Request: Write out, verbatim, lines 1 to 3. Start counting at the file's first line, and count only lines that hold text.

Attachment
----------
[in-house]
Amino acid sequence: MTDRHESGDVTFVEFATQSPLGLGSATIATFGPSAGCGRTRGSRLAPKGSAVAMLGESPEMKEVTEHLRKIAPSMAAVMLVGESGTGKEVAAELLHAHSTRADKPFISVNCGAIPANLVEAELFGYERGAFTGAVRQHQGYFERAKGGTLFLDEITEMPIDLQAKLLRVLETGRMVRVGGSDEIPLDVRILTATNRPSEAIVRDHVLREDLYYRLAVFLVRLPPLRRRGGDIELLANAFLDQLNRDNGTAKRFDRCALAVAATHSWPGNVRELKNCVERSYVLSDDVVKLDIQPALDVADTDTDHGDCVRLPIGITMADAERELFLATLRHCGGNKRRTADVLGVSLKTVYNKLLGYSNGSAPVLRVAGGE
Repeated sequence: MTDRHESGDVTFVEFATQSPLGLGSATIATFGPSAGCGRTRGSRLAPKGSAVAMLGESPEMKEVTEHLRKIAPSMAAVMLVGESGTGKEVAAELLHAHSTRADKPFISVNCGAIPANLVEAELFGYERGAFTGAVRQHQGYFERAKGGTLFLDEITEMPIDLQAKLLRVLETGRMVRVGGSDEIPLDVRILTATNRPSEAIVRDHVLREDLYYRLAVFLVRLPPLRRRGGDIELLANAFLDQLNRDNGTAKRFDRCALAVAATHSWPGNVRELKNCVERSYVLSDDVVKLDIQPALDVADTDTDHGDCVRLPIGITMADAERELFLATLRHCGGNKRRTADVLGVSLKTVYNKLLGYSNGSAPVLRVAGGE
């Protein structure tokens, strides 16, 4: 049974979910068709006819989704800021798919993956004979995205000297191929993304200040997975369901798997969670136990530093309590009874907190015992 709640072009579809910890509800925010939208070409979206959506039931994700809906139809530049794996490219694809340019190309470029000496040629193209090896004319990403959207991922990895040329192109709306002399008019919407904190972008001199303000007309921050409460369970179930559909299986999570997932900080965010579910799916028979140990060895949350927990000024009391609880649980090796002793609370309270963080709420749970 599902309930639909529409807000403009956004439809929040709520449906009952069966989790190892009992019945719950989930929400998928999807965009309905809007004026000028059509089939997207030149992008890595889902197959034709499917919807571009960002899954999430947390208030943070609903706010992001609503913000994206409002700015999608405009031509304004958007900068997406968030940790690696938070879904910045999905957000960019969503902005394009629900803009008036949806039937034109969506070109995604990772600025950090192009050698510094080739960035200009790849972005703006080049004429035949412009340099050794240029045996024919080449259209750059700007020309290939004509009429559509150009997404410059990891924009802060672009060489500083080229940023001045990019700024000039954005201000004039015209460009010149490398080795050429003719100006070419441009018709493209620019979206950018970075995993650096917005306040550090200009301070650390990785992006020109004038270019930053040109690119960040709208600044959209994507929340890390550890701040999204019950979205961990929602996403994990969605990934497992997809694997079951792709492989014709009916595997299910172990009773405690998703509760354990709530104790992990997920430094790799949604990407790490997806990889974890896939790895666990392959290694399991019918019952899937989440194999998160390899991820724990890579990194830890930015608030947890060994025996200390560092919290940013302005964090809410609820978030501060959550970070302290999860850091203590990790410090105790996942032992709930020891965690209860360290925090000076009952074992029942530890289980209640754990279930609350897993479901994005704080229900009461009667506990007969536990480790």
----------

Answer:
[in-house]
Amino acid sequence: MTDRHESGDVTFVEFATQSPLGLGSATIATFGPSAGCGRTRGSRLAPKGSAVAMLGESPEMKEVTEHLRKIAPSMAAVMLVGESGTGKEVAAELLHAHSTRADKPFISVNCGAIPANLVEAELFGYERGAFTGAVRQHQGYFERAKGGTLFLDEITEMPIDLQAKLLRVLETGRMVRVGGSDEIPLDVRILTATNRPSEAIVRDHVLREDLYYRLAVFLVRLPPLRRRGGDIELLANAFLDQLNRDNGTAKRFDRCALAVAATHSWPGNVRELKNCVERSYVLSDDVVKLDIQPALDVADTDTDHGDCVRLPIGITMADAERELFLATLRHCGGNKRRTADVLGVSLKTVYNKLLGYSNGSAPVLRVAGGE
Repeated sequence: MTDRHESGDVTFVEFATQSPLGLGSATIATFGPSAGCGRTRGSRLAPKGSAVAMLGESPEMKEVTEHLRKIAPSMAAVMLVGESGTGKEVAAELLHAHSTRADKPFISVNCGAIPANLVEAELFGYERGAFTGAVRQHQGYFERAKGGTLFLDEITEMPIDLQAKLLRVLETGRMVRVGGSDEIPLDVRILTATNRPSEAIVRDHVLREDLYYRLAVFLVRLPPLRRRGGDIELLANAFLDQLNRDNGTAKRFDRCALAVAATHSWPGNVRELKNCVERSYVLSDDVVKLDIQPALDVADTDTDHGDCVRLPIGITMADAERELFLATLRHCGGNKRRTADVLGVSLKTVYNKLLGYSNGSAPVLRVAGGE